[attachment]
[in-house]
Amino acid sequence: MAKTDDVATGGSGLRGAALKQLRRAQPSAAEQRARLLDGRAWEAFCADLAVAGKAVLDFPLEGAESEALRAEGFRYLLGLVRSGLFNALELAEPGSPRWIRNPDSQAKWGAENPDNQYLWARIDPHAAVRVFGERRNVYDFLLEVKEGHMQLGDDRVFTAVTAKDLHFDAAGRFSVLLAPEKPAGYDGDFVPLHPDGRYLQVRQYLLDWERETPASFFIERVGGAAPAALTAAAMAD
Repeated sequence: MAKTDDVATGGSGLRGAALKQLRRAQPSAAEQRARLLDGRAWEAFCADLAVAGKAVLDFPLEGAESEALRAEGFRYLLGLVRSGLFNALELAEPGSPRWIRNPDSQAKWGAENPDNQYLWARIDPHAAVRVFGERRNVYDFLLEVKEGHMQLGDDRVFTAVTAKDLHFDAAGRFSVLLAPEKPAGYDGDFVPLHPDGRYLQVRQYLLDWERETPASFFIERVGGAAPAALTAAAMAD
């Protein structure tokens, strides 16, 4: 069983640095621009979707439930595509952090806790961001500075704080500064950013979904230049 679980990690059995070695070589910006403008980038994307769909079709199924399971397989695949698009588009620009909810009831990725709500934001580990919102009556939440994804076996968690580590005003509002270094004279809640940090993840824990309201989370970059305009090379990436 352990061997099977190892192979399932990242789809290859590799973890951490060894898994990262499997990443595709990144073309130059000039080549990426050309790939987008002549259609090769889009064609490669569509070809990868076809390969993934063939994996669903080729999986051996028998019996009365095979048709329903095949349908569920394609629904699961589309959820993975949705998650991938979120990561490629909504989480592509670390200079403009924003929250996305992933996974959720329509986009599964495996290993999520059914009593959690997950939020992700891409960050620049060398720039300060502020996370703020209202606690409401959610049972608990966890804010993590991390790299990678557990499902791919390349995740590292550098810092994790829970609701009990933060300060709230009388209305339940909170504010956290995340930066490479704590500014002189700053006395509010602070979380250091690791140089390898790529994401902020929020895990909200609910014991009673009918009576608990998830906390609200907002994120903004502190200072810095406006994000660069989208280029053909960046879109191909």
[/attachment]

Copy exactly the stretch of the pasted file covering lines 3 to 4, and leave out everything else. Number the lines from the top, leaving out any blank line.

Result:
Repeated sequence: MAKTDDVATGGSGLRGAALKQLRRAQPSAAEQRARLLDGRAWEAFCADLAVAGKAVLDFPLEGAESEALRAEGFRYLLGLVRSGLFNALELAEPGSPRWIRNPDSQAKWGAENPDNQYLWARIDPHAAVRVFGERRNVYDFLLEVKEGHMQLGDDRVFTAVTAKDLHFDAAGRFSVLLAPEKPAGYDGDFVPLHPDGRYLQVRQYLLDWERETPASFFIERVGGAAPAALTAAAMAD
């Protein structure tokens, strides 16, 4: 069983640095621009979707439930595509952090806790961001500075704080500064950013979904230049 679980990690059995070695070589910006403008980038994307769909079709199924399971397989695949698009588009620009909810009831990725709500934001580990919102009556939440994804076996968690580590005003509002270094004279809640940090993840824990309201989370970059305009090379990436 352990061997099977190892192979399932990242789809290859590799973890951490060894898994990262499997990443595709990144073309130059000039080549990426050309790939987008002549259609090769889009064609490669569509070809990868076809390969993934063939994996669903080729999986051996028998019996009365095979048709329903095949349908569920394609629904699961589309959820993975949705998650991938979120990561490629909504989480592509670390200079403009924003929250996305992933996974959720329509986009599964495996290993999520059914009593959690997950939020992700891409960050620049060398720039300060502020996370703020209202606690409401959610049972608990966890804010993590991390790299990678557990499902791919390349995740590292550098810092994790829970609701009990933060300060709230009388209305339940909170504010956290995340930066490479704590500014002189700053006395509010602070979380250091690791140089390898790529994401902020929020895990909200609910014991009673009918009576608990998830906390609200907002994120903004502190200072810095406006994000660069989208280029053909960046879109191909």